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Yes it will - the space the object occupies is lighter than the fluid around it so it wants to rise.

Same as pushing a ball to the bottom of the bath - does it stay there?

Edit: for those who say the shape of the ball makes all the difference: try it with a plastic hollow cube (filled with air) so the cube can lay flat on the surface...

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    $\begingroup$ it's not that ease, the question is about a can, given a "perfect" can there would be no pressure force upwards. Your example with a ball is really what makes the difference. Because a ball only touches the bottom with a small area. $\endgroup$ – rul30 Jan 30 '18 at 12:01
  • $\begingroup$ @rul30 try it with a hollow plastic cube then... $\endgroup$ – Solar Mike Jan 30 '18 at 12:04
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    $\begingroup$ as rul30 mentiones - I'm talking about a theoretically perfect shape, and a theoretical scenario. All of the everyday object have some tiny holes and channels and things (I'm guessing) $\endgroup$ – M. Wother Jan 30 '18 at 12:16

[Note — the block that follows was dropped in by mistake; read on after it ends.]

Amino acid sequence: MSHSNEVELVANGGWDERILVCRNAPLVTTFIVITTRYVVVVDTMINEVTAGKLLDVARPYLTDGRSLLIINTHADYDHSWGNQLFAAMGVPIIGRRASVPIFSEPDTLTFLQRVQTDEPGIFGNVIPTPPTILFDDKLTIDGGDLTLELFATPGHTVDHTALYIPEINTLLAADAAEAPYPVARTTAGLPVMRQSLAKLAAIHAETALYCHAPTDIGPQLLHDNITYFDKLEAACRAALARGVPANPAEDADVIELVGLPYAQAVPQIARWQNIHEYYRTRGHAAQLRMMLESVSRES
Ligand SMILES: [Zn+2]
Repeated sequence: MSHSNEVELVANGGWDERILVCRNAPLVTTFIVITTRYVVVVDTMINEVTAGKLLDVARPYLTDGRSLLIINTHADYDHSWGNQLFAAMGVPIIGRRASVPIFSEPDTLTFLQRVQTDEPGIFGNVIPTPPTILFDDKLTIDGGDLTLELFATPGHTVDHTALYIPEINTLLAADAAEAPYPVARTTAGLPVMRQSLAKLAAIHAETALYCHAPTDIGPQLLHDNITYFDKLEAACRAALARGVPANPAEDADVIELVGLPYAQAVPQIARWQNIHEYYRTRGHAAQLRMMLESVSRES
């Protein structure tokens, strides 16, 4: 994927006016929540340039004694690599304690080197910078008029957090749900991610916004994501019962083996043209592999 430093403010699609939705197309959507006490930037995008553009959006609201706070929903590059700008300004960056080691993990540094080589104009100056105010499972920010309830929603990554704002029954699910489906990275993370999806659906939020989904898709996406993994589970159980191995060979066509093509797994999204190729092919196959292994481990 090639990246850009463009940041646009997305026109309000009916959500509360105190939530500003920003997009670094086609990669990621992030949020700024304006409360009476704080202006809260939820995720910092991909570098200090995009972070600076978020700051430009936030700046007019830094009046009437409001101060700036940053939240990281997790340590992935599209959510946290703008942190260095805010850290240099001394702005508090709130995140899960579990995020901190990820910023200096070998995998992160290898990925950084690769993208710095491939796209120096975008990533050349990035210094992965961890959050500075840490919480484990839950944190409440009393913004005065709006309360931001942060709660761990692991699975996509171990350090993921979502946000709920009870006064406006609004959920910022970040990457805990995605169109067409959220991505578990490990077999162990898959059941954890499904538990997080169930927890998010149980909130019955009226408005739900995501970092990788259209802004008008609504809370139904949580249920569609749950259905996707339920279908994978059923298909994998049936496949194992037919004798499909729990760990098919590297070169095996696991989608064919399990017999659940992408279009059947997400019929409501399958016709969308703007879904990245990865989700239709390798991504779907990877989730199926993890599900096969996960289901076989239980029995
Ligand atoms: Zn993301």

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    $\begingroup$ Well what difference does it make? According to my textbook the force of buoyancy has nothing to do with object's density, just it's volume $\endgroup$ – M. Wother Jan 30 '18 at 12:33
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    $\begingroup$ @M.Wother If you are reading it correctly, then your textbook is wrong. it is the mass per a given volume of the object compared to the mass of the surrounding liquid per the same volume that determines whether an object sinks or rises - mass per volume is the definition of density. $\endgroup$ – AsymLabs Feb 5 '18 at 10:03